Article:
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October 3, 2016 / 2016 Next List honorees

#MBNext16: As craft brewing evolves, Sean Sullivan aims to keep Maine at its forefront

Photo / Tim Greenway Sean Sullivan, the executive director of the Maine Brewers' Guild.

Sean Sullivan, executive director of the Maine Brewers' Guild and one of the partners who recently sold local gift-card company Buoy Local to Bangor Savings Bank, is somewhat of a paradox.

Calmly sipping beer and pointing to the art decorating Foulmouthed Brewing in South Portland, he leaned forward and became animated when the discussion turned to business. He readily admits he's full of energy and enthusiasm for whatever project he undertakes.

Take Buoy Local: Sullivan met Kai Smith at the 2013 Startup Weekend Maine, an intensive 54-hour entrepreneurial event where they worked on a Community Bar concept where part of the proceeds from sales would go toward a different nonprofit each month. However, months later, based on Kai's idea, the duo launched Buoy Local.

“That's the first time I sat in a room and met people similar to me, people who couldn't sleep because they had so many ideas,” he says.

Sullivan, 32, describes himself as a connector, someone who is passionate about sharing a good thing, whether it be a local shopping experience, going to a brewery, meeting a local entrepreneur or about the state of Maine.

He says he introduces himself at conferences and other events by saying, “I'm the luckiest son of a bitch in Maine.” He adds, “I love my work and the guild.”

Learning through failures

Like many entrepreneurs, Sullivan learned from earlier failures. An art history major at Bowdoin College, he went to Australia during his sophomore year for a study abroad program. There, the avid surfer studied environmental issues and wrote a thesis on why the surf industry should transition to boards with less environmental impact, as surfboards contain petrochemicals.

Australia's largest surf website published the thesis, and soon the 22-year-old college senior became a sought-after speaker at industry conferences. 

“The experience in Australia changed my life,” he says. “If you're generally passionate about something and have quantifiable data, you can find people worldwide who will follow you.”

He leveraged the experience lobbying for different surfboard materials to work at L.L.Bean in various capacities, but says he was missing the “you could do anything feeling.”

So he worked at a series of different jobs, including startups that failed, and at Bowdoin. Then he got involved with Portland Greendrinks, a social event in Portland for people interested in environmental sustainability, and took it over in February 2011 while still working a day job, because the nonprofit work was voluntary.

“But I learned how to create and grow a nonprofit, deal with a board of directors and create a strategic mission,” he says of the experience. He stepped down as head of Portland Greendrinks in 2014.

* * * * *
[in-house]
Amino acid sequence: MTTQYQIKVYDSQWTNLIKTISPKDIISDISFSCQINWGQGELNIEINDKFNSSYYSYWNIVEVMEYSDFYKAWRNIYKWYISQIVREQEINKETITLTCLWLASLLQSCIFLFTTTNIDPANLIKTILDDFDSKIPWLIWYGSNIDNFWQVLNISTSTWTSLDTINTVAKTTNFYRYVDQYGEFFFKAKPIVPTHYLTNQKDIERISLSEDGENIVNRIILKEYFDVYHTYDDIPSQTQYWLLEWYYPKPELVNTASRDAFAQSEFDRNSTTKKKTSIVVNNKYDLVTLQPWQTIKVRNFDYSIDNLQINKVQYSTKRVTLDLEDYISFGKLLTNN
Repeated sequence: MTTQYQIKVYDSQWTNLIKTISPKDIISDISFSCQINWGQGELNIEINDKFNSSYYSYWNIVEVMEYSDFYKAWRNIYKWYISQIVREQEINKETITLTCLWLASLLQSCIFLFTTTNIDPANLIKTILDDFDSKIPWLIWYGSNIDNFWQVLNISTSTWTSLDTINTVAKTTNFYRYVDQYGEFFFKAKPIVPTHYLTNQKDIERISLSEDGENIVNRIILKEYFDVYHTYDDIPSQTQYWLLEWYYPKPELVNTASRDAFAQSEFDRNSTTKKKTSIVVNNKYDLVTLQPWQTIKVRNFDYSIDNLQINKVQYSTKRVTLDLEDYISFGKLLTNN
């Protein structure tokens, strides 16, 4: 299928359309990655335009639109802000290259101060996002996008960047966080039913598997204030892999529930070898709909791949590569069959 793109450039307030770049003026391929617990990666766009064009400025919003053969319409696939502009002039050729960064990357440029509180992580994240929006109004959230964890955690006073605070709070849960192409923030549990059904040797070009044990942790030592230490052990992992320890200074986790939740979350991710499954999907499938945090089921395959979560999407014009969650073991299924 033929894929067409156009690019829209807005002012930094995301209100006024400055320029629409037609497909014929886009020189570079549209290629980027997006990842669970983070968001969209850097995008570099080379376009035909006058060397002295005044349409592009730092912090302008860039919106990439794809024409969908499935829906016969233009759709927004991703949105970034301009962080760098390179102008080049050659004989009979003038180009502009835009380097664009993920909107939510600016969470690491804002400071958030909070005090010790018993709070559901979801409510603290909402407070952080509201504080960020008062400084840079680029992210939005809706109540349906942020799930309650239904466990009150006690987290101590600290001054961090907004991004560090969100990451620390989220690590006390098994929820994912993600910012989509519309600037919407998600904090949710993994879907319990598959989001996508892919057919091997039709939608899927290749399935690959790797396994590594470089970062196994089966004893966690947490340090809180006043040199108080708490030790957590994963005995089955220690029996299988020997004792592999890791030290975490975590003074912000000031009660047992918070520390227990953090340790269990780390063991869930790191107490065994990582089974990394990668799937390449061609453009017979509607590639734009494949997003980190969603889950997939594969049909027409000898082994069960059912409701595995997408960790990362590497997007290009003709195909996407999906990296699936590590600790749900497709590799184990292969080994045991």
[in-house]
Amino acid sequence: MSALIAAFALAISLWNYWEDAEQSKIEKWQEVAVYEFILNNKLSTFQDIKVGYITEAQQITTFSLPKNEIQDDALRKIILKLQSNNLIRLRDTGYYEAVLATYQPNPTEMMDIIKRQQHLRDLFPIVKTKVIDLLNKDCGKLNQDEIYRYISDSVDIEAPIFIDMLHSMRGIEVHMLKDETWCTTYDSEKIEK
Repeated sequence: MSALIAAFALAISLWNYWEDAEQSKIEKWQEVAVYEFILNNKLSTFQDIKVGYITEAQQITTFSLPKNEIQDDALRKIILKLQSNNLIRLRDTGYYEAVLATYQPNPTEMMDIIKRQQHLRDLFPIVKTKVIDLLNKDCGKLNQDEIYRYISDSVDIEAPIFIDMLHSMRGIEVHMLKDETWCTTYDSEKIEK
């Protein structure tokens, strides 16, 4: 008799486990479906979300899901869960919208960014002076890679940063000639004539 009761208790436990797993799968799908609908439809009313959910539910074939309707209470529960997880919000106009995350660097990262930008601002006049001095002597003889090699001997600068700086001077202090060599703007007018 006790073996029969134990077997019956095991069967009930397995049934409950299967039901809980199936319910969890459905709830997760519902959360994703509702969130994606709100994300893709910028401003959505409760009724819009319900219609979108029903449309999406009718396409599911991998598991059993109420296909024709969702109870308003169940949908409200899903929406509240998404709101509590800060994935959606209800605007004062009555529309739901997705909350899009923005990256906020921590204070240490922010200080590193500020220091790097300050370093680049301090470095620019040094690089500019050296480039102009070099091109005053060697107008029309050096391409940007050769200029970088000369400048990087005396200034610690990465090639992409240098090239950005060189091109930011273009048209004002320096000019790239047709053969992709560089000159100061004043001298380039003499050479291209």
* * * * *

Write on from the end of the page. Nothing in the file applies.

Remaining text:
Keeping craft beer on top

Fast-forward to September 2013, when he became executive director of the Maine Brewers' Guild after meeting a lot of brewers while arranging the Portland Greendrinks events.

Sullivan says we're in the golden age of beer now, but the rate of growth of new breweries isn't sustainable. The Maine Brewers' Guild's 83 members include all but two of the state's breweries, plus 30 allied members.

Membership dues, along with the New England Brew Summit in April that brought in 500 attendees and the Thompson's Point 2016 Summer Beer Festival in July that drew 2,000 attendees, plus other smaller events, contribute to the Maine Brewers' Guild's revenues. The summit and festival this year bumped revenues to an estimated $250,000 for calendar 2016, up from $145,000 in 2015, Sullivan says. Since brewery memberships are based on production, higher dues also have contributed more as brewers up their output, he adds.

The New England Brew Summit was a key part of highlighting Maine's expertise in craft brewing, Sullivan says.

“My goal is to make Maine craft beer synonymous with quality,” he says. “We want to be a Top 3 destination in the United States for beer. We put on the technical conference that shows our home-grown expertise.” About 200 of the 500 attendees were from out-of-state.

Part of that expertise was tours during the conference of the University of Southern Maine's new Quality Assurance/Quality Control and Research Laboratory, started with a $488,000 seed grant from the Maine Economic Improvement Fund. The guild is helping guide the lab, which will test beer from breweries and let USM students get experience by helping.

A pilot USM class is underway now with five breweries running different tests on beer. The lab uses a fee-for-service model so it can run on its own.

Sullivan says the guild also is working to establish a future beer export market to handle the expected overproduction from the increasingly crowded field of brewers.

“The growth of craft beer isn't happening in other countries like it is here,” he says. “We'll have excess capacity built up, and can use the Maine craft beer reputation.”

He's also working with members of Maine's craft brewing industry, elected officials like U.S. Rep. Chellie Pingree and related associations to find ways to boost the state's $400 million craft brewing industry. One meeting already occurred in early July.

Says Sullivan, “We're focusing on broadening the economic impact craft beer can have on the state.”

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